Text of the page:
Rowing Club Turns 100
Hobart’s Buckingham Rowing Club has celebrated its 100th anniversary.
AIRLIE WARD, PRESENTER: Not surprisingly for an island state with rivers running through its major population centres, rowing is a popular sport.
Tasmania punches above its weight at the national level.
At the last Olympics seven of the 48 member squad were from Tasmania.
Buckingham Rowing Club, near Hobart is about to celebrate its 100th anniversary and to make sure it’s around in another 100 its recent focus has been on junior development.
In the past five years Buckingham Rowing Club has increased its junior ranks from just three rowers to more than 50.
At the last state titles the club won 11. It’s come a long way since Trevor Taplin joined in the 1930s.
TREVOR TAPLIN, CLUB MEMBER: We only had half a dozen boats and I got the shock of my life when I went into the boat house here and saw about 15 plastic boats on the racks.
It amazed me.
AIRLIE WARD: Mr Taplin, who’s turning 90 in a few months time, was a coxswain in his early teens.
He’s the oldest known surviving member of the club and fondly recalls the early days.
TREVOR TAPLIN: The old club house was separated from the ladies club house by a grassy area where there was a lot of parking.
But of course there was a little bit of cohabitation between the clubs and there was some romances too.
AIRLIE WARD: And some scandals.
TREVOR TAPLIN: One of the principal coaches, his wife rowed with the ladies club and he also met another lady from a lady’s rowing club and they went to another state and lived happily ever after and his wife remained in Tasmania.
AIRLIE WARD: The club gets its name from the early division of the colony in the 19th century.
Its early emblem was the swastika.
TREVOR TAPLIN: When war was declared in 1939, of course they removed the swastika.
AIRLIE WARD: Originally the club house was further around Newtown Bay but after becoming landlocked it was forced to move.
The current site on reclaimed land still angers 81 year old life member Wes Burton.
WES BURTON, CLUB MEMBER: Then they started to use Newtown Bay as a dump heap.
And they just dumped all the rubbish in Hobart into Newtown Bay, no walls no nothing, just dumped it.
And of course the rubbish and silt, etcetera, it just filled the bay in.
AIRLIE WARD: Mr Burton started rowing because he didn’t like cricket.
When he first joined Buckingham there were only four members.
WES BURTON: The rest of them were at the war, so there were four of us.
They taught me how to row and when war finished and our members started coming back, well we started to row.
AIRLIE WARD: Mr Burton was responsible for Tasmania’s first plastic rowing boat.
WES BURTON: We became known as the tupperware club by other rowing clubs.
AIRLIE WARD: So Wes this is the first Bucks Tasmania’s first plastic boat?
WES BURTON: Tasmania, yes.
AIRLIE WARD: Despite some signs of wear and tear it’s still being put to good use.
Seen a bit of action over the years?
WES BURTON: It has indeed it’s been around a long while and it’s named the David Poulson named after the greatest rower, coach, that this club has ever produced.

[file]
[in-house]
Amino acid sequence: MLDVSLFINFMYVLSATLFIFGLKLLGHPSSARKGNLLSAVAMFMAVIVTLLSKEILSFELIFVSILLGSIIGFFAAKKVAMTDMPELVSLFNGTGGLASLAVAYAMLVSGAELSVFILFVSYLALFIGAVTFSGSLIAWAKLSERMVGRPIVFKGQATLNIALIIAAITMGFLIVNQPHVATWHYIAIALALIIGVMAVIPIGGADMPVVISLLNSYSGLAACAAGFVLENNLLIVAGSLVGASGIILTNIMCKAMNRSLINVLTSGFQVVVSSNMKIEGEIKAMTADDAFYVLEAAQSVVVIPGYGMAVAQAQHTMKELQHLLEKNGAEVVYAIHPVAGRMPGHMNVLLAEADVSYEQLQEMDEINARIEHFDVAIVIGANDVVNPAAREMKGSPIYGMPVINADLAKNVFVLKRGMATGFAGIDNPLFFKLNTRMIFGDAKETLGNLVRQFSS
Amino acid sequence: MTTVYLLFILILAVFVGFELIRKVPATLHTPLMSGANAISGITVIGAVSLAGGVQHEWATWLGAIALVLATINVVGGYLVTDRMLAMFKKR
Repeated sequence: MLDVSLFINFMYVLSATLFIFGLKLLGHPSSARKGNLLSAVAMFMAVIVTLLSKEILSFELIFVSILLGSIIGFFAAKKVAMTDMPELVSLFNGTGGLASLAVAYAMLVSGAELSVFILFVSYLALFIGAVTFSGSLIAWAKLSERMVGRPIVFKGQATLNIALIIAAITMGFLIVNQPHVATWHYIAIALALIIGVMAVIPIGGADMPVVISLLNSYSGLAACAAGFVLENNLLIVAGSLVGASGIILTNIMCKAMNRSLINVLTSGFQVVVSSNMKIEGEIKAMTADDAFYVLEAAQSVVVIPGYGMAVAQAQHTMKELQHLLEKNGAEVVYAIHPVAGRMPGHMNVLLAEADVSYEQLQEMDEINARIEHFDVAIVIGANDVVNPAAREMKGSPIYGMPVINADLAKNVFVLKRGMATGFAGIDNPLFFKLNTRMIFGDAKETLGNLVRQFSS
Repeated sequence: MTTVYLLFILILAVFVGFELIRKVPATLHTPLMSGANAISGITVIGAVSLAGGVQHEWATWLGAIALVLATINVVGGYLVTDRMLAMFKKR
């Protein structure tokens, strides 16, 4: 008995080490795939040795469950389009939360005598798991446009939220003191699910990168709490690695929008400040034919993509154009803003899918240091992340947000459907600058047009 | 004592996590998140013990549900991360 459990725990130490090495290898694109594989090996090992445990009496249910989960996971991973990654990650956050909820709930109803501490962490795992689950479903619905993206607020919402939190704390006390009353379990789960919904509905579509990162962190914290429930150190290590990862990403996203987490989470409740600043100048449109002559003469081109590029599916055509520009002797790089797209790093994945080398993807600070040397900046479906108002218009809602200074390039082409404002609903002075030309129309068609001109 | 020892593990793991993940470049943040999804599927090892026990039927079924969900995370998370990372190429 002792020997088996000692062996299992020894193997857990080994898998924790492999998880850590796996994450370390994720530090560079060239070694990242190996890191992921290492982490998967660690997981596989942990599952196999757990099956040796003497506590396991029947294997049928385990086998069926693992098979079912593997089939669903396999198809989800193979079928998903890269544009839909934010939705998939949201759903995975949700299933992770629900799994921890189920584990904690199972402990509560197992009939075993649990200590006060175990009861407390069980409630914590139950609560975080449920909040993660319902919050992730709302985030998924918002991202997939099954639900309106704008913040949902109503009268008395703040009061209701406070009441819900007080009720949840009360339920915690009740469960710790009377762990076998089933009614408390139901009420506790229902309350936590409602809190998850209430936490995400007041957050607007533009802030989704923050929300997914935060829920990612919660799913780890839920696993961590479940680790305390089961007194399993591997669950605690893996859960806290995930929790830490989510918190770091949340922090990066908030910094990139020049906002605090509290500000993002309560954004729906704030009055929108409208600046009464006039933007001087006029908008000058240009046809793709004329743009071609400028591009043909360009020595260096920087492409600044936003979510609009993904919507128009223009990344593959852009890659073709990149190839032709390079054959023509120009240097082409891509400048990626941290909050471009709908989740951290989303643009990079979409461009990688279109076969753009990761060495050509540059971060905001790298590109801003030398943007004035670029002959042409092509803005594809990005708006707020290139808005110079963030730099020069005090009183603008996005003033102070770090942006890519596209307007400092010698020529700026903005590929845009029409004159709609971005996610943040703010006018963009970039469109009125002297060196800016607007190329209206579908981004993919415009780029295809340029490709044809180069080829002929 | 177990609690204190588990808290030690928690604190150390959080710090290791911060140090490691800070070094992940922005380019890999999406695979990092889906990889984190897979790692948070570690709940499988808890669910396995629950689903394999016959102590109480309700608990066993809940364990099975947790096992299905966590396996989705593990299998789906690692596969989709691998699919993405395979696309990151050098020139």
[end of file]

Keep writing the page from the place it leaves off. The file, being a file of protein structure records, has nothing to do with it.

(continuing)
AIRLIE WARD: You’ve got one named after you as well though.
WES BURTON: Oh yes but that’s only because it’s a good looking boat.
AIRLIE WARD: Of course!
At 73 years of age, David Rattray still officiates at regattas he is also a life member and can possibly thank the club for his very existence.
DAVID RATTRAY, CLUB MEMBER: My mother would come down with her brother and then she and my father met and mum took up rowing and dad was still continued on with his coxswaining and they got together in 1933, I think, just after the depression.
AIRLIE WARD: Mr Rattray says rowing develops a wonderful sense of teamwork.
DAVID RATTRAY: Particularly when you get into the bigger boats and the bigger the boat the bigger the team and the more reliant each one is on the other.
I mean if you have an eight all crew you have to have eight here for training, you can’t train with seven.
AIRLIE WARD: Despite a strong contingent in the early part of last century, women deserted the sport during the war years and didn’t return until the mid 1970s.
Women now make up almost half of Buckingham’s 100 members, most of them junior.
But despite an elite image internationally, club captain Gordon Stewart says here the sport the more egalitarian.
GORDON STEWART, CAPTAIN: Even though the major private schools are involved in rowing, I think in Australia it’s also very much associated with working class people.
So like in Tasmanian clubs you’ll find a lot of tradesmen and labourers and all walks of life involved in the sport in Tasmania and Australia. And I think it’s a bit of a misconception of rowing in Australia.
Mr Stewart says they’ve got rowers from 14 different schools in the club from both the private and public sectors.
After having built their personnel stocks the club is now focused on rebuilding their sinking club rooms
GORDON STEWART: Despite the clubs you know the most successful club in the state at the moment, the actual club rooms is in a very poor state and that’s largely because of the environmental neglect in the bay over the 100 years.
So that’s our next step is to try to do something with if club rooms itself.